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Reviewed by:
  • Building on Resilience: Models and Frameworks of Black Male Success Across the P-20 Pipeline ed. by Fred A. Bonner II
  • Brian L. McGowan
Building on Resilience: Models and Frameworks of Black Male Success Across the P-20 Pipeline Fred A. Bonner II (Editor) Sterling, VA : Stylus , 2014 , 240 pages, $29.95 (softcover)

Building on Resilience: Models and Frameworks of Black Male Success Across the P-20 Pipeline, an edited volume by Fred Bonner II, is a comprehensive text on Black male students and their success from pre-school through college. The chapter authors in this book provide a collection of frameworks and models that are asset based instead of deficit-oriented which are constantly perpetuated and reinforced in educational research and practice. This timely and much-needed book is a significant contribution to the literature on Black males in education. Following a foreword by Tim King, Founder and CEO of Urban Prep Academies urging educators to develop initiatives that lead to Black male success, an open letter by Reverend Otis Moss III encouraging relational-based approaches to working with Black male students, and an introduction by Fred Bonner II framing the significance of the book, this 13 chapter text is organized into two parts: P-12 frameworks and models and postsecondary frameworks and models.

In chapter 1, Sharon Michael-Chadwell describes the implications associated with the “misdiagnosis, misidentification, and miseducation” of Black males (p. 16), and their underrepresentation in gifted and talented education. An important aspect of this chapter is her presentation of a framework for educational leaders to understand the needs of Black male students, particularly those in urban areas, by focusing on the interconnectivity of social dominance theory, critical race theory, and social cognitive theory. In chapter 2, H. Richard Milner IV, Quaylan Allen, and Ebony McGee present a holistic understanding of the definitions and constructions of race and its manifestation in educational settings and society in ways that systematically marginalize Black males. The authors offer a race talk framework consisting of four interrelated components to help teachers think through and talk about race. A major strength of this chapter is the guiding questions posed to help teachers think through each component of the framework.

Tarek Grantham, Christopher Johnson, Angie Roberts-Dixon, and Eric Bridges, in chapter 3, attribute the problems of underrepresentation among gifted ethnic minority students to the lack of parental advocacy and encourage parents to become upstander parents which requires “taking a stand and adopting proactive roles to address injustices” (p. 46). The authors present a four phase gifted program advocacy model to guide upstander parents in their advocacy efforts. In chapter 4, Donna Ford, L. Trenton Marsh, Jerell Blakeley, and Stanford Amos offer four brief vignettes of gifted African American males and advocates for those with similar profiles be recruited and retained in gifted education. A major strength of this chapter lies in its recommendations to eradicate underrepresentation and ensure equity for gifted African American males so they are no longer missing in action.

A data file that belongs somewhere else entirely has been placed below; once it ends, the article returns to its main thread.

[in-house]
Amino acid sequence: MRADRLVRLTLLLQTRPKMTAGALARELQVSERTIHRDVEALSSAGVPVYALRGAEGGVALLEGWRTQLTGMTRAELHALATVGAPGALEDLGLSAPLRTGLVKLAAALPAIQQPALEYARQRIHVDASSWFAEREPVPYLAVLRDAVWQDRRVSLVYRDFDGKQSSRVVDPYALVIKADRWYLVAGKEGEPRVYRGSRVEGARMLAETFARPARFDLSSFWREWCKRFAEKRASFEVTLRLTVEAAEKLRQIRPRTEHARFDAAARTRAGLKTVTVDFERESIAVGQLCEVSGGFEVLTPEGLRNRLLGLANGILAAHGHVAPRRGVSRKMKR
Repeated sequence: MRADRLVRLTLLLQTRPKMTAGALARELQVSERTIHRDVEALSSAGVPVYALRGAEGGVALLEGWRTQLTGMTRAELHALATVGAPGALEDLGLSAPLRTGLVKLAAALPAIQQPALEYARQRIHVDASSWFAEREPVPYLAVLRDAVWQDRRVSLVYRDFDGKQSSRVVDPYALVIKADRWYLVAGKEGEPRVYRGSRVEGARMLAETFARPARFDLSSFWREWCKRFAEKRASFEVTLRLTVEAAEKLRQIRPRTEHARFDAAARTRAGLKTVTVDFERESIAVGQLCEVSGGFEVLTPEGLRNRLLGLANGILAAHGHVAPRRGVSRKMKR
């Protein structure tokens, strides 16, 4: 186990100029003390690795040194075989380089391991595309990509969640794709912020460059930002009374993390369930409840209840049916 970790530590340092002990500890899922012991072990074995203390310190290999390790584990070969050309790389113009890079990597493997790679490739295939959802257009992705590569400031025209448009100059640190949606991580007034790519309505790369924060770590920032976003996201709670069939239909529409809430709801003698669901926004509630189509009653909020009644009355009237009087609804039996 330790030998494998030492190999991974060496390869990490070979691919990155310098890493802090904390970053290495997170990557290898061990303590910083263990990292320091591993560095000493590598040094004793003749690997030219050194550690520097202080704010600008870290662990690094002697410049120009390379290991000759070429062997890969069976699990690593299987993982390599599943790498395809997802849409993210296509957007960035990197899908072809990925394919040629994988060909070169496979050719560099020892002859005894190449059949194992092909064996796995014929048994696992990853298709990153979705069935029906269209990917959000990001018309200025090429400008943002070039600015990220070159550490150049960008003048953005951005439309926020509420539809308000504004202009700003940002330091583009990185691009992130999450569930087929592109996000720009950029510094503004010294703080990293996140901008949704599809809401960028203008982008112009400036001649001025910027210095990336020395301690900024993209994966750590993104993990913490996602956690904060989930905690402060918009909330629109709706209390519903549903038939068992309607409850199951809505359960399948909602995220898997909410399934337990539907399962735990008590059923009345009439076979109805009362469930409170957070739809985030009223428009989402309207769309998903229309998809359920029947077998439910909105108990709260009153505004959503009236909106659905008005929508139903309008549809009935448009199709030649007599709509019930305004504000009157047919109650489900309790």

Chapter 5, by Thomas Hébert calls attention to the conditions in impoverished rural communities that he describes as “nothing short of educational genocide” (p. 86). Using [End Page 854] an in-depth case study approach, Hébert examines the lived experiences of a gifted Black child living in rural poverty and urges educators to recognize the talent in Black boys at an early age as it can positively shape their aspirations. In chapter 6, Gilman Whiting begins by foregrounding truisms about teachers and offers a scholar identity model consisting of nine constructs that are conceptually combined to illustrate a psychosocial model of achievement among Black male students. Whiting advocates that the model be “woven into the fabric of a young scholar’s life” (p. 99), via four pillars (e.g., home, school, community, and mentoring).

In chapter 7, Fred Bonner II explores critical issues facing African American gifted students in the P-12 context (e.g., standardized testing, teacher nomination procedures, and family and peer influences) and postsecondary education (e.g., relationships with faculty, peer relationships, and institutional environment). A key strength of this chapter lies in the academically gifted Black male engagement (AGBME) framework that...


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